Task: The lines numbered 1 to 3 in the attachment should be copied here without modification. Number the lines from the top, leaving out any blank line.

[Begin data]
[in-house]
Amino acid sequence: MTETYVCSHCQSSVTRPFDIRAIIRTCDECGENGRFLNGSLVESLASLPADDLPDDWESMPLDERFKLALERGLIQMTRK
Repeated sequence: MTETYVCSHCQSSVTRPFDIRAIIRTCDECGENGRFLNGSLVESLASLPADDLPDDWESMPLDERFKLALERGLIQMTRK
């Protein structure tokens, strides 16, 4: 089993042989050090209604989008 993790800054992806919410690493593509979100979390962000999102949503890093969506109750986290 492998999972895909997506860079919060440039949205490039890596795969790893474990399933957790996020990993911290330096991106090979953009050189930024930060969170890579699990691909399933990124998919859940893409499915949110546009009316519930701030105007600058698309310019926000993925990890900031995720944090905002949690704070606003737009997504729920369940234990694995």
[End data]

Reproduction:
[in-house]
Amino acid sequence: MTETYVCSHCQSSVTRPFDIRAIIRTCDECGENGRFLNGSLVESLASLPADDLPDDWESMPLDERFKLALERGLIQMTRK
Repeated sequence: MTETYVCSHCQSSVTRPFDIRAIIRTCDECGENGRFLNGSLVESLASLPADDLPDDWESMPLDERFKLALERGLIQMTRK